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The Tragic Tale of Narcissus & Echo

Just so you know, this version of the tale is actually Roman (although I substituted the Roman names to the Greek names). The Greek version isn't as interesting in my own opinion. Basically, Pan and his satyrs killed Echo and Gaea allowed for her voice to live on forever (thus... echo). In the case of Narcissus, the moment he saw his reflection in a river, he just stayed there marveling at himself and died depressed he couldn't have that object of his desire... himself. That's the ultra short version. Anyway, here's the Roman version:

Echo was a beautiful nymph. She had a love for the woods and hills and especially of woodland sports. Despite her beauty and playful nature, Echo had one little flaw...she was quite the talkaholic if you catch my meaning. Whether she was just chatting or staging an argument, she always made certain to have the last word. One day, Hera was seeking her husband (Zeus), who she suspected was amusing himself so to speak, among the nymphs. Echo with her fast tongue kept the goddess occupied until the nymphs made their escape. When Hera saw what was going on, she passed sentence upon Echo by taking away her ability to speak first. Echo could now only speak the same words spoken to her. 

Then the day came when Echo saw Narcissus, a stunning Greek youth, as he pursued the chase upon the mountains. She loved him and followed close wherever he went. Echo wished she could speak to him and get him to talk to her, but it was not in her power. She waited with impatience for him to speak first. Of course Echo was more than ready to reply. One day the youth, being separated from his companions heard something nearby. He asked who was there and Echo replied by asking the same question. Narcissus looked around, but saw no one. He then asked the voice to come out. Echo answered back with the same words. Still no figure behind this voice. Narcissus then asked why the voice was ignoring him. Echo asked the same question. Narcissus then asked the voice to join him. Echo answered with all her heart in the same words, and ran to him, ready to throw her arms around his neck. Narcissus then backed away, yelling at Echo to stay away from him and completely insulting poor Echo. Echo was completely devastated. Narcissus left her, and Echo went to hide her blushes in the recesses of the woods. From that time on, she lived in caves and among mountain cliffs. Her form faded with sadness until the point where all her flesh melted away. Her bones were changed into rocks and there was nothing left of her but her voice. With that she is still ready to reply to anyone who calls her, and she keeps up her old habit of having the last word. So when you call out on a mountain range, Echo will always call back.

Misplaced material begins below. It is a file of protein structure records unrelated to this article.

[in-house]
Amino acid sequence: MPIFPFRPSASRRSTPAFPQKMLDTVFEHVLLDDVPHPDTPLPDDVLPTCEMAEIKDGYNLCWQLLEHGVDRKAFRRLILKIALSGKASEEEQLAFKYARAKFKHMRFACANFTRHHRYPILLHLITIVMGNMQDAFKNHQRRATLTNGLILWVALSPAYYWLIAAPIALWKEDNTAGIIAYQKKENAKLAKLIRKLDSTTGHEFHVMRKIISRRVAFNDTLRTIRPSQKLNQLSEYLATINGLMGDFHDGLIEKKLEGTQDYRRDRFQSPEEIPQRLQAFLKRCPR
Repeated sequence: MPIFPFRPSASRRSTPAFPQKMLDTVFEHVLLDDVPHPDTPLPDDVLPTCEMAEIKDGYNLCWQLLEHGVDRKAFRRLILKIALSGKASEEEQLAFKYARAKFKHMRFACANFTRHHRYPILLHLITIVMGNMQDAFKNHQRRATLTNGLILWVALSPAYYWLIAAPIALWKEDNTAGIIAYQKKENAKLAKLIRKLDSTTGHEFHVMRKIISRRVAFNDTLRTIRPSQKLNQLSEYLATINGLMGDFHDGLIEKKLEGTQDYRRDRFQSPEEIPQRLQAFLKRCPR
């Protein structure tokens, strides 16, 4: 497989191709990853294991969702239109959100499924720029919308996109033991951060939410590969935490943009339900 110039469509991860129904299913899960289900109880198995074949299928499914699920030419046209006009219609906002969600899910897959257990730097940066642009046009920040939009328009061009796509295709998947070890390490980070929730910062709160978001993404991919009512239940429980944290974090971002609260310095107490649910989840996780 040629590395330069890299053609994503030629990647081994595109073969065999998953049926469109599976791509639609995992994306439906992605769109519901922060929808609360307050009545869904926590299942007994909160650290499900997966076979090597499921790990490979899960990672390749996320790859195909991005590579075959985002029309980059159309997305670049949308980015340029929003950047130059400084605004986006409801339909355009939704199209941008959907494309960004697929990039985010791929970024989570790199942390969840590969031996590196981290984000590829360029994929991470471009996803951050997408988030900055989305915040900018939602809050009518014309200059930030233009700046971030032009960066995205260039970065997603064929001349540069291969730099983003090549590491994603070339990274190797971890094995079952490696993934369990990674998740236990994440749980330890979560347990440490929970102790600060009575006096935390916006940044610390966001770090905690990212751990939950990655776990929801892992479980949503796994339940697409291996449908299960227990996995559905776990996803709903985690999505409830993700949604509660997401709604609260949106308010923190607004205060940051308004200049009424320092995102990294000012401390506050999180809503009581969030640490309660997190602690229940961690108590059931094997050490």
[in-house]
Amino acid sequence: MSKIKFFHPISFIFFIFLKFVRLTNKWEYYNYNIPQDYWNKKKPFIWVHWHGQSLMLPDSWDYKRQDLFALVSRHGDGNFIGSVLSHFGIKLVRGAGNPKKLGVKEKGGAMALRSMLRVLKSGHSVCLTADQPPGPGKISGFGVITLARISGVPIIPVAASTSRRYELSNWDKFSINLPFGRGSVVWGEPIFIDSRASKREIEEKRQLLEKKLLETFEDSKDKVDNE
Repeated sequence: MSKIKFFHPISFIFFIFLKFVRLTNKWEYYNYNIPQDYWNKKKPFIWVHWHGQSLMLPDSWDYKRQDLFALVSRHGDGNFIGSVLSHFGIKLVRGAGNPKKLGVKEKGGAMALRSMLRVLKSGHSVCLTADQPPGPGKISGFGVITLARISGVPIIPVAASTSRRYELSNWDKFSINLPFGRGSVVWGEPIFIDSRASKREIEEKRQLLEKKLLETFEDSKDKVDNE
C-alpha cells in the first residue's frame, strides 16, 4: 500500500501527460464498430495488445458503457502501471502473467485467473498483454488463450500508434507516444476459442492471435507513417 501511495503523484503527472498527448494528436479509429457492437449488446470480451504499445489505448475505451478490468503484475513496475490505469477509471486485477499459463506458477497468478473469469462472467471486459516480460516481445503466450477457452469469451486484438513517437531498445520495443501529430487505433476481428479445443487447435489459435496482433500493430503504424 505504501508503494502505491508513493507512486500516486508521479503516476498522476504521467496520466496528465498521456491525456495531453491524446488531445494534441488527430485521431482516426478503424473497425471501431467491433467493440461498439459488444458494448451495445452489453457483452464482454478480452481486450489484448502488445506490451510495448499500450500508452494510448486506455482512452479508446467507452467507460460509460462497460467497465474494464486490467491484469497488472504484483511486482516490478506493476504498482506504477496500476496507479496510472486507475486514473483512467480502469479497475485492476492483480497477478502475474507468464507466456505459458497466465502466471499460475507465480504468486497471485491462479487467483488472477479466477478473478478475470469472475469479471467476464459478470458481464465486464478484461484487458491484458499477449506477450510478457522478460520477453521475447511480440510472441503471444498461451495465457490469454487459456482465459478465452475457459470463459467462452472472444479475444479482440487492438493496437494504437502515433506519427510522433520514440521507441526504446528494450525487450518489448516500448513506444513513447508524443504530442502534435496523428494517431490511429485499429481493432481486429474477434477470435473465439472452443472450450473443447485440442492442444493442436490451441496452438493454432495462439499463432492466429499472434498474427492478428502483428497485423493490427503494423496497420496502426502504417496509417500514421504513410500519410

Now back to Narcissus. His cruelty in this case was not the first time he shunned away a nymph. He shunned all the rest of the nymphs in just the same way as he had done to sweet Echo. One day a maiden who had attempted to attract him only to fail, uttered a prayer that he might some day feel what it was like to love someone and receive no return of affection. The avenging goddess heard her and granted her prayer. 

There was once a sacred fountain, with the clearest most majestic water, where the shepherds never drove their flocks, where the mountain goats dared not sleep, and where no beast of the forests ever approached. Not even a single leaf or branch fell on to it; but the grass grew beautifully all around it, and the rocks sheltered it from the sun. One day, Narcissus, fatigued from his day of hunting, stooped down to drink and saw his own image in the water. He thought it was some beautiful spirit living in the fountain.

He stood gazing with admiration at those bright eyes, that hair curled like the hair of a great god, those rounded cheeks, that ivory neck, those parted lips, and the glow of health and great shape overall. He fell in love with himself. He brought his lips near to give this image a kiss; he plunged his arms in to embracehis newly beloved vision. It fled at the touch, but returned again after the water settled and renewed his fascination. He could not tear himself away; he couldn’t think of food or rest, only of the vision. He spoke to the supposed spirit asking why this beautiful image shunned him continuously. He began to cry, his tears fell into the water and disturbed the image. As he saw it depart, he screamed out for the image to stop leaving him. This went on and on for quite a long time, he cherished this image that consumed him. By standing there so long, Narcissus lost his color, vigor, and the beauty that had once so charmed the nymph Echo. She kept near him, however, and continued to repeat his screams of sadness. Eventually, Narcissus pined away and died. The nymphs mourned for him, especially the water nymphs. The nymphs prepared a funeral pile and would have burned the body, but it was nowhere to be found. All that was left in the place where Narcissus stood, was a flower, purple within, and surrounded with white leaves, which now holds the name and preserves the memory of Narcissus. This tale of course is where we derived the word Narcissist which basically means someone that is full of themselves.

Sources: Ovid's Metamorphosis and Bulfinch's Mythology.